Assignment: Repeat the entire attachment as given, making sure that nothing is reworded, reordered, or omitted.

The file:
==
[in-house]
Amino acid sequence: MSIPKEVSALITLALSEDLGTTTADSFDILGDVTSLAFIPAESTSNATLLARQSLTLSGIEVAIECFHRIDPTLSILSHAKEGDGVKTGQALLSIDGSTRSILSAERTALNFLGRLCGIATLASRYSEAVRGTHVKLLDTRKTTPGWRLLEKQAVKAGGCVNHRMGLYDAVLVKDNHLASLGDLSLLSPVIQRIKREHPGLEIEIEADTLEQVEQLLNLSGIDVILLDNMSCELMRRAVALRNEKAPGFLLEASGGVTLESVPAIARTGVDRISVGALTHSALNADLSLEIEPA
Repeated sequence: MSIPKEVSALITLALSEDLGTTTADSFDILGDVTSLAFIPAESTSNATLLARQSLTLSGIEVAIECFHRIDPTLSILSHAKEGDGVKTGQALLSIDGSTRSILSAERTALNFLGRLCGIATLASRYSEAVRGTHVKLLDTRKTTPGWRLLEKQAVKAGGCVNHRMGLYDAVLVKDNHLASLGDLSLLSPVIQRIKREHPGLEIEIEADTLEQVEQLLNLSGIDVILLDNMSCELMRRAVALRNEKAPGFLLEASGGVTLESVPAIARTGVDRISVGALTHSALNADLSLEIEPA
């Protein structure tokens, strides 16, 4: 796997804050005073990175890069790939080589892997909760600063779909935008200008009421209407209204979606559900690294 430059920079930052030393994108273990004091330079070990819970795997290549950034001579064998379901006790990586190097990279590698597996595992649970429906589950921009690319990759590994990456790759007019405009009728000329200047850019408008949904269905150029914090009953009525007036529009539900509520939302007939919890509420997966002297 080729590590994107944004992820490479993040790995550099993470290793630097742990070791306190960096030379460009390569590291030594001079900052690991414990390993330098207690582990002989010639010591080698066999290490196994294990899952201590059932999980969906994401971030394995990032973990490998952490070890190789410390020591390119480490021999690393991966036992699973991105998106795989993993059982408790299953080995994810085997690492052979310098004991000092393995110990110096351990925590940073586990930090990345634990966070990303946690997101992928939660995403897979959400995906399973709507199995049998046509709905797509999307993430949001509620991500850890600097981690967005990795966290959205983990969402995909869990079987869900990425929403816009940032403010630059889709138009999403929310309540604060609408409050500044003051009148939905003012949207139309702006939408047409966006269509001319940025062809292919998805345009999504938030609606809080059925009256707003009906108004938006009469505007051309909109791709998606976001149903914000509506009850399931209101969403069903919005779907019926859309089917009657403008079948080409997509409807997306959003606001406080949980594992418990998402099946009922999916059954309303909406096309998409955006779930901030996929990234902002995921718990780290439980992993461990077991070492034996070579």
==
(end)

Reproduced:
[in-house]
Amino acid sequence: MSIPKEVSALITLALSEDLGTTTADSFDILGDVTSLAFIPAESTSNATLLARQSLTLSGIEVAIECFHRIDPTLSILSHAKEGDGVKTGQALLSIDGSTRSILSAERTALNFLGRLCGIATLASRYSEAVRGTHVKLLDTRKTTPGWRLLEKQAVKAGGCVNHRMGLYDAVLVKDNHLASLGDLSLLSPVIQRIKREHPGLEIEIEADTLEQVEQLLNLSGIDVILLDNMSCELMRRAVALRNEKAPGFLLEASGGVTLESVPAIARTGVDRISVGALTHSALNADLSLEIEPA
Repeated sequence: MSIPKEVSALITLALSEDLGTTTADSFDILGDVTSLAFIPAESTSNATLLARQSLTLSGIEVAIECFHRIDPTLSILSHAKEGDGVKTGQALLSIDGSTRSILSAERTALNFLGRLCGIATLASRYSEAVRGTHVKLLDTRKTTPGWRLLEKQAVKAGGCVNHRMGLYDAVLVKDNHLASLGDLSLLSPVIQRIKREHPGLEIEIEADTLEQVEQLLNLSGIDVILLDNMSCELMRRAVALRNEKAPGFLLEASGGVTLESVPAIARTGVDRISVGALTHSALNADLSLEIEPA
């Protein structure tokens, strides 16, 4: 796997804050005073990175890069790939080589892997909760600063779909935008200008009421209407209204979606559900690294 430059920079930052030393994108273990004091330079070990819970795997290549950034001579064998379901006790990586190097990279590698597996595992649970429906589950921009690319990759590994990456790759007019405009009728000329200047850019408008949904269905150029914090009953009525007036529009539900509520939302007939919890509420997966002297 080729590590994107944004992820490479993040790995550099993470290793630097742990070791306190960096030379460009390569590291030594001079900052690991414990390993330098207690582990002989010639010591080698066999290490196994294990899952201590059932999980969906994401971030394995990032973990490998952490070890190789410390020591390119480490021999690393991966036992699973991105998106795989993993059982408790299953080995994810085997690492052979310098004991000092393995110990110096351990925590940073586990930090990345634990966070990303946690997101992928939660995403897979959400995906399973709507199995049998046509709905797509999307993430949001509620991500850890600097981690967005990795966290959205983990969402995909869990079987869900990425929403816009940032403010630059889709138009999403929310309540604060609408409050500044003051009148939905003012949207139309702006939408047409966006269509001319940025062809292919998805345009999504938030609606809080059925009256707003009906108004938006009469505007051309909109791709998606976001149903914000509506009850399931209101969403069903919005779907019926859309089917009657403008079948080409997509409807997306959003606001406080949980594992418990998402099946009922999916059954309303909406096309998409955006779930901030996929990234902002995921718990780290439980992993461990077991070492034996070579």